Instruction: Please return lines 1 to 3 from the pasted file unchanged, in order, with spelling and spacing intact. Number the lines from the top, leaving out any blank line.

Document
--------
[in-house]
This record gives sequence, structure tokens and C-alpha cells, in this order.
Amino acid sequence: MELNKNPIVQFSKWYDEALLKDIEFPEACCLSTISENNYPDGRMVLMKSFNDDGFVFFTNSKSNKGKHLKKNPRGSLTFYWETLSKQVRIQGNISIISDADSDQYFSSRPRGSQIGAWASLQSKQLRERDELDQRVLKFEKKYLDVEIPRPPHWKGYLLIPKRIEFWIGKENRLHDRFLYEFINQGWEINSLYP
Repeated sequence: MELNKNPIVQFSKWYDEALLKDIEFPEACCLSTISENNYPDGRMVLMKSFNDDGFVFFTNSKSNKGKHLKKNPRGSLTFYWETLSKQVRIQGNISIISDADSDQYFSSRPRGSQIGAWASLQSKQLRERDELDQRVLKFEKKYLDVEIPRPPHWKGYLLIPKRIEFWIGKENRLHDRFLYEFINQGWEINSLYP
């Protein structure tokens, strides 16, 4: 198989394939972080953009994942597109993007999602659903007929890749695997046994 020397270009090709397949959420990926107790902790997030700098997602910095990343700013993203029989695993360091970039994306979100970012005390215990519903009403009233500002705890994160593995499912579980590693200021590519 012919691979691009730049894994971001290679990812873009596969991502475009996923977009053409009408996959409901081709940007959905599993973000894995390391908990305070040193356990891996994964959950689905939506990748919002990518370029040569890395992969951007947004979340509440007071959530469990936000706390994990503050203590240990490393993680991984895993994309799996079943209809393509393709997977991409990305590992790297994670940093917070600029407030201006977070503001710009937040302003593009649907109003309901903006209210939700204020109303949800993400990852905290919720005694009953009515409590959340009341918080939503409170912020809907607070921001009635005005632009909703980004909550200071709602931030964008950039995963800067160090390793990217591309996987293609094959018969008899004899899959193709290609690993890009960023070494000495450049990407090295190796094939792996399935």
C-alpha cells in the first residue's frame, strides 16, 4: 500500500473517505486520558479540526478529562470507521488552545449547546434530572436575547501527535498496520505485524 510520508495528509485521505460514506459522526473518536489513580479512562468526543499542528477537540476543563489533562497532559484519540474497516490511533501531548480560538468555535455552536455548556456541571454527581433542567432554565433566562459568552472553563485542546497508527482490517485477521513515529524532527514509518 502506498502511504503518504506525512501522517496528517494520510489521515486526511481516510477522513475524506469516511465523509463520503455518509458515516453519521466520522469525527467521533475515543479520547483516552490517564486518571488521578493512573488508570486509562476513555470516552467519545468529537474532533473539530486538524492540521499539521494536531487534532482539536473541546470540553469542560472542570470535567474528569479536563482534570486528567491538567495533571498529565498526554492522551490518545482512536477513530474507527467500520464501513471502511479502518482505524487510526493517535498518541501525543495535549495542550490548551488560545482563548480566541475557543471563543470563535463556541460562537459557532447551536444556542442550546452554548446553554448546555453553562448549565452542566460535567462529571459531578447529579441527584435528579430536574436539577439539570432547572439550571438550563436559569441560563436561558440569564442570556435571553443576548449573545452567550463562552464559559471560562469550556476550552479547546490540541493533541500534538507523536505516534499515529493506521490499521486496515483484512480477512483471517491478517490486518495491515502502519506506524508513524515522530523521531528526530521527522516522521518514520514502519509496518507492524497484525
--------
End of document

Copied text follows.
[in-house]
This record gives sequence, structure tokens and C-alpha cells, in this order.
Amino acid sequence: MELNKNPIVQFSKWYDEALLKDIEFPEACCLSTISENNYPDGRMVLMKSFNDDGFVFFTNSKSNKGKHLKKNPRGSLTFYWETLSKQVRIQGNISIISDADSDQYFSSRPRGSQIGAWASLQSKQLRERDELDQRVLKFEKKYLDVEIPRPPHWKGYLLIPKRIEFWIGKENRLHDRFLYEFINQGWEINSLYP